The lore of Trinidad is full of strange characters: child demons who roam the earth with their feet turned backwards; a woman with a cow’s foot hidden under a white dress; Papa Bois, the old man who protects the forest.
According to legend, Papa Bois used a horn to make his point. So does Etienne Charles.
If all those Trinidadian myths piled into Rudy Van Gelder’s studio in Englewood Cliffs, N.J. with 1960s Blue Note artists like Wayne Shorter and Freddie Hubbard, the result would be close to trumpeter Etienne Charles’ Folklore project.
Born and raised in Trinidad, trained at Berklee and Juilliard, Charles has finished his first year teaching at MSU.
The first jazz record Charles ever heard was “Stir it Up,” a live concert by Jamaicanborn pianist Monty Alexander concert.
That’s a telling detail. When Alexander played a Bob Marley tune, he dovetailed jazz into reggae with stunning completeness, doing justice to both and cheapening neither tradition.
“From the get-go, the sound of jazz for me was that,” Charles said. “For me, it was never about bringing the two together,” he said. “It was just what I heard.”
The melodies in Folklore skew toward the angular, searching lines of classic Blue Note jazz. Two of Charles’ favorite composers are Wayne Shorter and Thelonious Monk.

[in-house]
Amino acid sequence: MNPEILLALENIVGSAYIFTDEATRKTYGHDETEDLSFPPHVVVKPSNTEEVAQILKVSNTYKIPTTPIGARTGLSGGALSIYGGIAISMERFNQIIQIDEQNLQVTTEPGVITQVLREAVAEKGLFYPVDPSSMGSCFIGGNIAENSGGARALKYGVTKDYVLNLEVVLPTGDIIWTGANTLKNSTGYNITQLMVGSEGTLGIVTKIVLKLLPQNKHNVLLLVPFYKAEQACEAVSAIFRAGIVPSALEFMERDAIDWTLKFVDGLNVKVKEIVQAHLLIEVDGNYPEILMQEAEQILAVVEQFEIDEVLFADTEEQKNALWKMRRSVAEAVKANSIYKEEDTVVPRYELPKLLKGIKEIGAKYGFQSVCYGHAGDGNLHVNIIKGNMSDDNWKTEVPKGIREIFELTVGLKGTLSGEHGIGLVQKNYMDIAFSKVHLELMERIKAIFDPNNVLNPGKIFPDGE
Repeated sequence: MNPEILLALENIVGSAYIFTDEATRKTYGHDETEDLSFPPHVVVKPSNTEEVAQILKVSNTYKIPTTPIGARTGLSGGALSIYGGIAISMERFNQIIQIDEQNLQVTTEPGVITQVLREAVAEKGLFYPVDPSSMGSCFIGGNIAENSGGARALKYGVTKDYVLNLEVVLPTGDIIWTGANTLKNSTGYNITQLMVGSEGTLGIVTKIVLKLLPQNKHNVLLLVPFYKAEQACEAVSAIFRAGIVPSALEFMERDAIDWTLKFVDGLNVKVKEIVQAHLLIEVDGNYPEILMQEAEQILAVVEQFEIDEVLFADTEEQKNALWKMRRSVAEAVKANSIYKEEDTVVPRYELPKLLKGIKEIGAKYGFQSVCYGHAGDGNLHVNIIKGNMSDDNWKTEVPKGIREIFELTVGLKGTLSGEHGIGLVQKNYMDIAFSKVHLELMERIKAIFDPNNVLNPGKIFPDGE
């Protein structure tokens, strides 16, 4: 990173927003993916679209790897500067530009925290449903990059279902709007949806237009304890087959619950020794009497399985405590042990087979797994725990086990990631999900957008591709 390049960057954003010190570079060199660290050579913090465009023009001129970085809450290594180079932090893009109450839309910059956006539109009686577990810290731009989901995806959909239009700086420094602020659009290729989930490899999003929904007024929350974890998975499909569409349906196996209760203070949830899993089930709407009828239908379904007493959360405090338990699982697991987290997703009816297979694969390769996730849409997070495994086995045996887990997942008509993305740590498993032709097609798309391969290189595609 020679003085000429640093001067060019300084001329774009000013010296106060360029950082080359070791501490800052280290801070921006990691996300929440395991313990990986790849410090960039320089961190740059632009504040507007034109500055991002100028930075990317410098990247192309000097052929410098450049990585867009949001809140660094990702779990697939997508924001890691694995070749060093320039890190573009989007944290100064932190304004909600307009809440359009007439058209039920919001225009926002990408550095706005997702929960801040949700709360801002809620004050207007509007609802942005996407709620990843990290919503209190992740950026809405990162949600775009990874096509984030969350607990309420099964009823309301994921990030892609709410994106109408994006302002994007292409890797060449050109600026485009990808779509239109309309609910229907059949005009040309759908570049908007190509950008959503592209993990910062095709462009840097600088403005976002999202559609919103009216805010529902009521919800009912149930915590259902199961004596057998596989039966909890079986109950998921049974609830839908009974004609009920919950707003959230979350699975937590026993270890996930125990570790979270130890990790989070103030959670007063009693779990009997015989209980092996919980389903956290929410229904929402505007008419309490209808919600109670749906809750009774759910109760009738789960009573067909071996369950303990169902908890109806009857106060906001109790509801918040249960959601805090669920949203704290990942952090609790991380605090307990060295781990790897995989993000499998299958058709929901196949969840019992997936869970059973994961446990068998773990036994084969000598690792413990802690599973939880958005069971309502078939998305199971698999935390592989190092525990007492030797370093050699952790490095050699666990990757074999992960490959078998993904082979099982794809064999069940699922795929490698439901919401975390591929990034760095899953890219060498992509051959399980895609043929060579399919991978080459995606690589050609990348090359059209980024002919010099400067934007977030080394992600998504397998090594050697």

But this is Blue Note with bare feet.
“The rhythmic side — that’s the sound that I heard growing up,” he said. “That’s what I was playing in steel bands. The basses were always bouncy, there always was driving rhythm.”
Since the Folklore CD appeared in 2008, Charles said the band members have connected more deeply with the stories that inspired the music.
“They put that into their playing, as opposed to just going with the music and not knowing what it’s about,” he said. “That has really helped to push the music forward from when we recorded it.”
Some of the tunes use an image as a point of departure, while others follow a tale more closely.
Two of the Folklore pieces follow the fantastic story of La Diablesse, the woman with the hoof.
“Those pieces tell a story I was told as a child,” Charles said.
Another character, Mama D’lo, is a woman and a snake at the same time, and her tune is appropriately bifurcated. “It goes between looking at the top of her and looking at the bottom of her,” Charles said.
If there’s one character Charles identifies with, it’s Papa Bois, the serene protector of the woods. “He’s known to have a bullhorn,” Charles said. “That image of him goin’ up and blowing on the horn is what I imagined when I wrote it.”
Charles sees these ancient stories retold in the news every day.